As I mentioned on September 25, CBS News terror analyst Michael Scheuer pounced on President Clinton and asserted the Clinton administration did not try to get Osama bin Laden, as Clinton had claimed on "Fox News Sunday" with Chris Wallace. That sentiment was echoed by MSNBC analyst and Congressional Medal of Honor winner, Colonel Jack Jacobs on Wednesday’s "Imus in the Morning." Jacobs maintained Clinton’s response to Chris Wallace was "pure fiction;" he accused the Clinton administration of not even trying to kill bin Laden, and described President Clinton as "...basically a junk yard dog with a little bit of polish and a lot of hair."
Colonel Jacobs first discussed the erosion of the nation’s intelligence capabilities and described it as having been broken for "a very long time. Decades as a matter of fact," and was critical of the way intelligence funds are spent now because it’s not "in an organized fashion, before airing his criticisms of President Clinton. Jacobs declared:
" Clinton's response to Chris Wallace was both pure fiction, and he used a very common technique of those who don't know what they're talking about, and that is the ad homonym argument. When you don't have any facts that support you, what you do is you attack the other guy and always talk louder. It was great theater, and I think Wallace should have called him out on it; he was far too pusillanimous in responding to him. He should have struck his finger in his nose and told him he didn't know what he was talking about."
Imus interjected that he didn’t know how he would have handled the situation if he had been in Chris Wallace’s position, which led to Colonel Jacobs colorful description of President Clinton:
"Yeah, exactly right. But Clinton was just responding the best way he knew. I mean, he's basically a junkyard dog with a little bit of polish and a lot of hair. His response, Clinton's response, is pure fiction. I mean, he didn't do anything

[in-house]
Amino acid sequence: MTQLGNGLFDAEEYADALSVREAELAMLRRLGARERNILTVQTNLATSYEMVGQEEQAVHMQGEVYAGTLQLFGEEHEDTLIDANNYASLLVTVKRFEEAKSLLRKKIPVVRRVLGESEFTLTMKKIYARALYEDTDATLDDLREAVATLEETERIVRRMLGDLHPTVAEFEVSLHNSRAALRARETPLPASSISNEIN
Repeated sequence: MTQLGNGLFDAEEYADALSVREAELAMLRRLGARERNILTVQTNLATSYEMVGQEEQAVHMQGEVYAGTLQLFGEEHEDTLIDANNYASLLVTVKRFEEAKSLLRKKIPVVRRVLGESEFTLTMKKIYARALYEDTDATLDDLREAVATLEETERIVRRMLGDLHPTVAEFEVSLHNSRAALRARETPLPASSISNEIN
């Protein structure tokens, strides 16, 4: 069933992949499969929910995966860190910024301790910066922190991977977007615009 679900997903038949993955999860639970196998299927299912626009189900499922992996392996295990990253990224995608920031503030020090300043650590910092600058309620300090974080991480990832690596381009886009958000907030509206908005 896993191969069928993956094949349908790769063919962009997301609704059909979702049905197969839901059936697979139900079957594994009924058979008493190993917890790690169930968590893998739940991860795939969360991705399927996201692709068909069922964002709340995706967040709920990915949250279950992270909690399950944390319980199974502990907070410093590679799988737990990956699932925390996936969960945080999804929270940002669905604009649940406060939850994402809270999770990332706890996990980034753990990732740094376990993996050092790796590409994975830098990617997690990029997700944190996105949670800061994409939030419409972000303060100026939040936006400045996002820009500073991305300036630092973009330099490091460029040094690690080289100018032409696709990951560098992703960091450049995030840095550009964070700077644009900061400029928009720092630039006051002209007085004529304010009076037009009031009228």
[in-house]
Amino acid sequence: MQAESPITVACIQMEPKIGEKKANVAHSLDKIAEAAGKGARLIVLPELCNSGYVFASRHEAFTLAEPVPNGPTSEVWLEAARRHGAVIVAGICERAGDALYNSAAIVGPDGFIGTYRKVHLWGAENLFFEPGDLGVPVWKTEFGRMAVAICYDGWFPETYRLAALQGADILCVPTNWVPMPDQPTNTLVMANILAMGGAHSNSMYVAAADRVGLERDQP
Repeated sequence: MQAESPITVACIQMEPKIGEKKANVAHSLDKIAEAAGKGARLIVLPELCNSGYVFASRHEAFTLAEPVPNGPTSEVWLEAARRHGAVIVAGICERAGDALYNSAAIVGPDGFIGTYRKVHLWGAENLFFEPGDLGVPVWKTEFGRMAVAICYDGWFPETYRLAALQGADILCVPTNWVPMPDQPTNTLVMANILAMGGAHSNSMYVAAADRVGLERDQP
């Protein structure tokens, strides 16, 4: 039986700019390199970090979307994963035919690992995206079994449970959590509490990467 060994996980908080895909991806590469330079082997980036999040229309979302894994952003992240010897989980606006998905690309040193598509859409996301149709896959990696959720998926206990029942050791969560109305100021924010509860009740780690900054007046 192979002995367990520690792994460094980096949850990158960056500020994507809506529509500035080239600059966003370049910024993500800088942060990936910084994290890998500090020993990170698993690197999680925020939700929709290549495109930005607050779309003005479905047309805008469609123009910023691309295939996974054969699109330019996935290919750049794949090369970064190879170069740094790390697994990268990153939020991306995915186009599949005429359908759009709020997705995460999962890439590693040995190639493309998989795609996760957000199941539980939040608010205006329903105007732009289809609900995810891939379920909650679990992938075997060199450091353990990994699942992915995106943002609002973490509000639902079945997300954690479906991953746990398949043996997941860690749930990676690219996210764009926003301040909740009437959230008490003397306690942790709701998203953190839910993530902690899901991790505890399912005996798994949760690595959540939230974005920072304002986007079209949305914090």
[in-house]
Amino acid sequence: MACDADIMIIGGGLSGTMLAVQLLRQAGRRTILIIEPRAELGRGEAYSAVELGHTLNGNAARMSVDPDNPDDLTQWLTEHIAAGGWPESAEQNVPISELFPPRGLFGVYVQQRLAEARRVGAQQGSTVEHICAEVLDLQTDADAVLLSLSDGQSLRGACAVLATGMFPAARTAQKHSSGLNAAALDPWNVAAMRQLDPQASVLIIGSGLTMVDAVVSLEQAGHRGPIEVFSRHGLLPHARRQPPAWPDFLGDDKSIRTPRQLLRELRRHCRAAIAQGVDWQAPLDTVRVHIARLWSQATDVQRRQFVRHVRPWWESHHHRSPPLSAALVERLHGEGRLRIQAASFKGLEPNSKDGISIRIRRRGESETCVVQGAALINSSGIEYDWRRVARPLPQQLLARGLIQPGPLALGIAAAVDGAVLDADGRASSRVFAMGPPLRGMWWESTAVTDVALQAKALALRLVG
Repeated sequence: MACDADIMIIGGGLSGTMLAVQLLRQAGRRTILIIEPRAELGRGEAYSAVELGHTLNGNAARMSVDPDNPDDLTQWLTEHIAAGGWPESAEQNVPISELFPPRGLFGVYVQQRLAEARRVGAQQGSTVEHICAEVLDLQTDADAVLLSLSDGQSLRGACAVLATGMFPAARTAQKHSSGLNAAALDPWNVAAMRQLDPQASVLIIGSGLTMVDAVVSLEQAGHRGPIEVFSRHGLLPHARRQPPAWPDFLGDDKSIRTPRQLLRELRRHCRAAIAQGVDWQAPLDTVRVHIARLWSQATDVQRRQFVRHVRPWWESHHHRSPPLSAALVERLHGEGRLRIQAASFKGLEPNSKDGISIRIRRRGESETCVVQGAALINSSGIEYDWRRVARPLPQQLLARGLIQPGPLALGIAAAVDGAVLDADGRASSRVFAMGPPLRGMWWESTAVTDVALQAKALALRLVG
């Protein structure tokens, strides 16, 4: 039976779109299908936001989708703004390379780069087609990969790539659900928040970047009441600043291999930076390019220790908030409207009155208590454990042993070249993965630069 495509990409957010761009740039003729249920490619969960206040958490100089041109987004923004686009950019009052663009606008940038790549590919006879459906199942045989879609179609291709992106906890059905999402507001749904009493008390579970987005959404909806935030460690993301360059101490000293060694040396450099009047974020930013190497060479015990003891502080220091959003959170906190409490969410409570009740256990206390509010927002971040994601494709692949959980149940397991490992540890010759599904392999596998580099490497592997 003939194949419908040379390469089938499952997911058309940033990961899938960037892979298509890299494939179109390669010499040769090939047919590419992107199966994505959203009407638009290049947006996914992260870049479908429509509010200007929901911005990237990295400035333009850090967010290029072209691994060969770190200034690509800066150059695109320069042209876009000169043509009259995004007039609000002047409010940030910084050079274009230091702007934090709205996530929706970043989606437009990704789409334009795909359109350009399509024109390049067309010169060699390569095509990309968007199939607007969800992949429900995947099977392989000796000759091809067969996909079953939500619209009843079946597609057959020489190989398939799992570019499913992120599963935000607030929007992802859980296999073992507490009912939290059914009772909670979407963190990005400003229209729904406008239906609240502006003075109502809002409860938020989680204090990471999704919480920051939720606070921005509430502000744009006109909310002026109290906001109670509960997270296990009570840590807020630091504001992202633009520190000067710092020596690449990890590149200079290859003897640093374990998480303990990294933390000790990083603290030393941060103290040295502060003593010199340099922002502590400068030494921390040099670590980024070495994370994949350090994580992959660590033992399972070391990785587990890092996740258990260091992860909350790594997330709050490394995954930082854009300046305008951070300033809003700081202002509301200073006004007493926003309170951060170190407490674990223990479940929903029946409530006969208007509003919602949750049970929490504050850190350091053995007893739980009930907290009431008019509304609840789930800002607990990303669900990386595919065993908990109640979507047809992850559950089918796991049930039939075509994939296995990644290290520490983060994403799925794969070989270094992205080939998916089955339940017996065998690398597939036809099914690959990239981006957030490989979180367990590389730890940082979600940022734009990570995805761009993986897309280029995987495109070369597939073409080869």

Mr. Imus, attempted to clarify Jacobs’ position and inquired about Clinton’s statements to Chris Wallace. The exchange between Imus and Jacobs on this topic follows:
Imus: "Bill Clinton says that he at least tried to kill bin Laden. He's lying or what?"
Jacobs: "Yeah, he didn't try very -- I mean, I tried to do a lot of things."
Imus: "Did he try at all?"
Jacobs: "Well, to be honest with you, no, he didn’t try..."
However, Jacobs is not a partisan hack and had some choice words for the Bush administration as well. Jacobs described both President Clinton and President Bush as "lousy presidents:"
"Well, he did, except that, as I said before, we focus our attention on the president, and he was a lousy president, so is this one, and there have been plenty other lousy presidents, too."
Jacobs continued, and proceeded to describe key figures of the Iraq war as "enemies of the people" and bemoaned the fact that Paul Bremer, General Tommy Franks, and former CIA Director George Tenet were awarded the Presidential Medal of Freedom:
Jacobs: "...I think giving George Tenet, the Presidential Medal of Freedom is one of the more ludicrous events in modern history."
Imus: "That was a disgrace, you're right."
Jacobs: "All three of those guys, by the way, who got the award on the same day, Bremer, Tommy Franks and George Tenet are, in my judgment, enemies of the people. They all failed this country. And their malfeasance, their malfeasance is one of the reasons we're in the pickle that we are today."
President Clinton’s interview on the September 24 edition of "Fox News Sunday" has set off a war of words between members of the Clinton administration and members of the Bush administration that has kept the media’s attention. As Hannah Storm noted to Senator Joe Biden on Wednesday’s "Early Show" on CBS:
"And, meanwhile, we're looking backwards though; it's so interesting, Senator Biden, this war of words that has ensued this week about the hunt for Osama bin Laden..."
The media may be interested in the partisan war of words, but what is more interesting are the nonpartisan talking heads, like Michael Scheuer and Colonel Jack Jacobs who are critical of both the Clinton and Bush administrations, and what they have to say about Mr. Clinton’s performance and statements on "Fox News Sunday."